Module PY0505 - Evolutionary Psychology
SYNOPSIS OF MODULE
The aim is to introduce the student to evolutionary theory and its argued relationship with the development of psychological mechanisms that generate human behaviour and culture. The lecture series will demonstrate how this field connects evolutionary biology to social behaviour using a series of recent experimental and theoretical examples. The workshop element will focus on practical demonstrations of evolutionary psychology research techniques. The module will be formally assessed by an assignment.
INDICATIVE READING LIST OR OTHER LEARNING RESOURCES
Badcock, C. (2000). Evolutionary Psychology A Critical Introduction. Cambridge: Polity Press.
Barrett, L., Dunbar, R., & Lycett, J. (2002). Human Evolutionary Psychology.Houndmills: Palgrave
Buss, D.M. (2012). Evolutionary Psychology, 4th Edition. Mass: Allyn & Bacon.
Cartwright, J. (2008). Evolution and Human Behaviour. London: Macmillan Press
Workman, L., & Reader, W. (2004). Evolutionary Psychology. Cambridge University Press.
The 11 lecture and workshop series will consist of the following topics: Human brain evolution; Theoretical framework of evolutionary psychology; Altruism and kin selection; Animal reproductive strategies; Adaptive benefits of short-term mating; Female long-term mate preferences; Male long-term mate preferences; Sex differences in jealousy and mate retention; Aggression; Sex differences in spatial ability; Darwinian medicine.
AIMS OF MODULE
1. To provide an evaluation of evolutionary theory as applied to human and animal social systems, and behaviour.
2. To critically evaluate theoretical predictions generated by evolutionary psychology.
3. To provide the student with practical experience in evaluating evolutionary psychology research.
4. To further develop subject and generic core skills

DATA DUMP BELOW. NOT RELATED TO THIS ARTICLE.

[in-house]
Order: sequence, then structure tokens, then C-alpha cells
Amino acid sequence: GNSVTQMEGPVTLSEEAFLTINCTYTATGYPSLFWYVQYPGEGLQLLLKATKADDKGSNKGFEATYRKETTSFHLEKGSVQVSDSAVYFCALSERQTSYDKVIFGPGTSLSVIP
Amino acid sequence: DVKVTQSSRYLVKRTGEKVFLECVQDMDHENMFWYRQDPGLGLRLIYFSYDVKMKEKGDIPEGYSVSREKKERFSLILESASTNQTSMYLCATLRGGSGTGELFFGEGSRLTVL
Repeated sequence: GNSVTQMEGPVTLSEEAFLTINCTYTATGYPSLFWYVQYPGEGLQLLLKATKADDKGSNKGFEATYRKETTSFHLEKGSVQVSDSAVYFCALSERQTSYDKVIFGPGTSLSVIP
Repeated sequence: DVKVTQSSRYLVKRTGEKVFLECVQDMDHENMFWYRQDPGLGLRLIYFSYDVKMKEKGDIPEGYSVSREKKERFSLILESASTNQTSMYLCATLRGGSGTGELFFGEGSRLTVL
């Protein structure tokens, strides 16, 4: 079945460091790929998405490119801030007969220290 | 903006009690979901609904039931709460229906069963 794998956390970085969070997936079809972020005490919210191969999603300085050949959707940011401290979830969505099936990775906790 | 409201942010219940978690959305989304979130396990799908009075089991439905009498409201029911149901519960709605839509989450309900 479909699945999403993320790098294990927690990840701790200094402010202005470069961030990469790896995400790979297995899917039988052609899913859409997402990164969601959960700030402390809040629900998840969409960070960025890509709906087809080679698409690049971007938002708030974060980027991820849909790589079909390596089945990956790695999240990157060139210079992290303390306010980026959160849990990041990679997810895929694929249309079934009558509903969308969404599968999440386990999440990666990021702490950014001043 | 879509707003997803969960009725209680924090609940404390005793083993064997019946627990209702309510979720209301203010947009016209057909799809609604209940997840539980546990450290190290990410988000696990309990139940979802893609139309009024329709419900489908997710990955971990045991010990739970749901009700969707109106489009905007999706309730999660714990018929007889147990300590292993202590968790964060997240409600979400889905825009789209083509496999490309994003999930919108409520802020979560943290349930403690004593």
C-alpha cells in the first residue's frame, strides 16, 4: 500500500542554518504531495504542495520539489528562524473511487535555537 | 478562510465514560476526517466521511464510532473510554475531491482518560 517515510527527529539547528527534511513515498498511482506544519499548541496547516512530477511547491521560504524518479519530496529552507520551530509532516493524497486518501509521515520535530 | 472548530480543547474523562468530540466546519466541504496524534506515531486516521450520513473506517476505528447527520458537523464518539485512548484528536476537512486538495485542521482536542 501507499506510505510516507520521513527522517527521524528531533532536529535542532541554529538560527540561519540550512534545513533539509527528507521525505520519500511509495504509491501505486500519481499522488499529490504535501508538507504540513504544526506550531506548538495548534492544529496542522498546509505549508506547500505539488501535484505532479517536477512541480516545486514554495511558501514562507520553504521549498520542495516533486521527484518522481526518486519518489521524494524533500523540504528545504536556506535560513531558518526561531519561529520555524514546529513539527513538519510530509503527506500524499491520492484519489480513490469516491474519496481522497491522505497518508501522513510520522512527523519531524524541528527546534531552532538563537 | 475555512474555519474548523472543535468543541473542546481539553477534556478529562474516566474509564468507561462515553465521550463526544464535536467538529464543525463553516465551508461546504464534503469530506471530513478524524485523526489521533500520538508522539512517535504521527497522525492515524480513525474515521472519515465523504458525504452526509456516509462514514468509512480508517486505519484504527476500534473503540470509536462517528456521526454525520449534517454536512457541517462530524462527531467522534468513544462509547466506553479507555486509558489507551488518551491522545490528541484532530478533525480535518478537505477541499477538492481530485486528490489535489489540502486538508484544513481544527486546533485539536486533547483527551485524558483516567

Students will be able to:
1. Demonstrate conceptual knowledge of the topic by critically evaluating theoretical and methodological approaches in evolutionary psychology.
2. Discuss ethical issues.
3. Communicate ideas effectively (written and oral).
4. Use computers to input data and word-process written documents and to navigate and synthesise information on the WWW.
5. Demonstrate problem solving skills.
6. Engage in group tasks and group discussions and show sensitivity to interpersonal factors.
7. Undertake self-directed study.
8. Independently read and understand journal articles
DISTANCE LEARNING DELIVERY
LEARNING AND TEACHING STRATEGY
Summative assessment and rationale for tasks: Lectures will provide the basic framework for syllabus topics. Independent study will be encouraged through the provision of reading lists, study questions and topics to read in preparation for laboratory work. Together, the learning strategies of lectures and independent study aim to develop conceptual knowledge of the topic area and illustrate the range of paradigms and methods that can be used to investigate it. Skills in critical analysis will be developed through independent study. The aim of the practical work is to consolidate information learnt through lectures and independent reading by providing students with experience of different research techniques for studying this area. Ethical issues will be discussed in these sessions and students will be expected to communicate their ideas in a group setting, showing sensitivity to the perspectives of others. Practical work will not be assessed.
Assessment will be in the form of one piece of written work which will give students the opportunity to:
a) Demonstrate conceptual knowledge of the topic by evaluating theoretical and methodological approaches in evolutionary psychology (Learning Outcome 1).
b) Communicate their ideas effectively in writing (Learning Outcome 3).
c) Use computers for word-processing and WWW searches (Learning Outcome 4).
d Demonstrate problem-solving skills through interpreting evidence and writing the assignment (Learning Outcome 5).
e) Undertake self-directed study (Learning Outcome 7).
f) Independently read, understand, and evaluate published articles on a specific topic (Learning Outcome 8).
Additional formative assessment: The following learning outcomes will be met through experiential learning (lectures, practical work, and independent study) and will not be formally assessed:
a) Discussion of ethical issues in evolutionary psychology (Learning Outcome 2);
b) Oral communication of ideas (Learning Outcome 3)
c) Engagement in group tasks and group discussions, showing sensitivity to interpersonal factors (Learning Outcome 6)
Indication of how students will get feedback and how this will support their learning: Written feedback will be provided within 2 weeks of assignment submission. The feedback will outline key areas of weakness, and suggest ways in which to improve the assignment
IMPLICATIONS FOR CHOICE
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